Today I attended the second talk in a series prepared by Karen McCartney, guest curator of the Iconic Australian Houses Exhibition at Customs House, Sydney.
The discussion surrounded Living In Iconic Houses, where several panel guests reflected upon their time living in ‘Iconic Australian Homes’. Karen McCartney, currently living in Bruce Rickard’s Marshall House, Dr Bill Lyons, the commissioning client and current owner of Robin Boyd’s Lyons House, Sydney, and Neil Buhrich who grew up in numerous iconic homes designed and built by his late father, Hugh Buhrich.
Below: Marshall House, Bruce Rickard
For McCartney, it seemed as though the building had chosen her, as much as her choosing the house. Self-designated custodian to the house, she has meticulously preserved the dwelling. She has carefully considered the architectural design and complimented it with her own style and personality.
See the kitchen below. McCartney reflected that when small spaces are well and efficiently designed, they can continue to meet one’s needs.
Below: Lyons House, Robin Boyd
Dr Bill Lyons touched on the significance of the architect-client relationship. Something I feel quite passionate about is the importance not only of a good understanding between architect and client, but shared ideals, be they an aesthetic, or a design approach (eg sustainability).
Lyons also praised the design for withstanding his fluctuating life situations: the design enduring changing married, family and single life. Lyons continues to live in the house since he commissioned it in the late 60’s.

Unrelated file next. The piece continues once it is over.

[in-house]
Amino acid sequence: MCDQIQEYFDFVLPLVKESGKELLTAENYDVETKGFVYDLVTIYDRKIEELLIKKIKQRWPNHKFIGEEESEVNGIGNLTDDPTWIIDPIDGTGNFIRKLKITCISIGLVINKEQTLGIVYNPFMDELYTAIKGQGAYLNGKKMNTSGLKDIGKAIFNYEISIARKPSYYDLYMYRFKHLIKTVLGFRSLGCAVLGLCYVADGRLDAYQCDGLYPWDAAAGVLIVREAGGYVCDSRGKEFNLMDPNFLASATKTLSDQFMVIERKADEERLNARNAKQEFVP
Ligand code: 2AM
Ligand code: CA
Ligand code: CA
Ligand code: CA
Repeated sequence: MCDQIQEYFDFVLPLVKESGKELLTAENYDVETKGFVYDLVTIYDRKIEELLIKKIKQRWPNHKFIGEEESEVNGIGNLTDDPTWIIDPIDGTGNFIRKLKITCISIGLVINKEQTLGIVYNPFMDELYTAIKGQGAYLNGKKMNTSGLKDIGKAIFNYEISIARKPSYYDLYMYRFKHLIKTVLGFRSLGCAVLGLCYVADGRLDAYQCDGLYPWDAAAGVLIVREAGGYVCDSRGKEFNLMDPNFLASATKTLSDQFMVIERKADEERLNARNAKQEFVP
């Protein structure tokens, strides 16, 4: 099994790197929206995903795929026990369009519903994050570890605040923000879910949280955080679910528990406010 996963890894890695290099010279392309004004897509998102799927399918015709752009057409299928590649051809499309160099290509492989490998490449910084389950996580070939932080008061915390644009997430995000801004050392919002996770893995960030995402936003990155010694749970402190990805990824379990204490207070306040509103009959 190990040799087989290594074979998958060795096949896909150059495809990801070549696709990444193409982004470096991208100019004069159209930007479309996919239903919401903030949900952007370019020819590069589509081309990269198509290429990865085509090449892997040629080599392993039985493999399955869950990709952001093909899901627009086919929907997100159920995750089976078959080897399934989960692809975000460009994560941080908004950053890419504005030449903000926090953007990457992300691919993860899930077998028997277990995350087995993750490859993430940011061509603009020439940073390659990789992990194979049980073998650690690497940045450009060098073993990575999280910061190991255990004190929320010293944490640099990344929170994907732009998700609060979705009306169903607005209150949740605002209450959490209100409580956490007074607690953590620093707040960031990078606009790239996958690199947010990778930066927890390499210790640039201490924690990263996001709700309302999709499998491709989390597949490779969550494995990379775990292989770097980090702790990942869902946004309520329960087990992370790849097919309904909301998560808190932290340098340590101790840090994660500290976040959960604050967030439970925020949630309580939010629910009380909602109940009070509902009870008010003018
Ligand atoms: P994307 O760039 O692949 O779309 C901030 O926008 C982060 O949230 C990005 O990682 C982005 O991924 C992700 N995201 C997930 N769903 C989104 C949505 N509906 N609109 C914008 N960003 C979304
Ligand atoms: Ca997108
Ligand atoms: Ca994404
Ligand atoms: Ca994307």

Below: Buhrich House, Sydney
Son of Hugh Buhrich, Neil was raised in a house that was under a constant state of construction for most of his time there. He later moved into this house, designed and built by his father for himself and his wife, (Neil’s mother).
Neil Buhrich shared childhood anecdotes of climbing precarious winder stairs, no balustrade, above vast drops below. He showed great pride and affection for the beautiful house, similar to McCartney and the Marshall house, who saw herself as custodian of the dwelling.
In audience discussion time, (led by Fenella Kernebone), proud owners and previous inhabitants of architect-designed homes reflected upon the happiness that their dwelling provided. It was so refreshing to hear non-architects discuss the nourishment that architecture can provide, from formative years as a child, to raising a family in such inspirational spaces.
Houses should not be oversized expressions of one’s wealth and stability. They should be warm, nourishing dwellings that contribute to the inhabitant’s general life.
Functional, efficient, relevant, beautiful and above all inspirational. Architecture in collaboration with its inhabitant.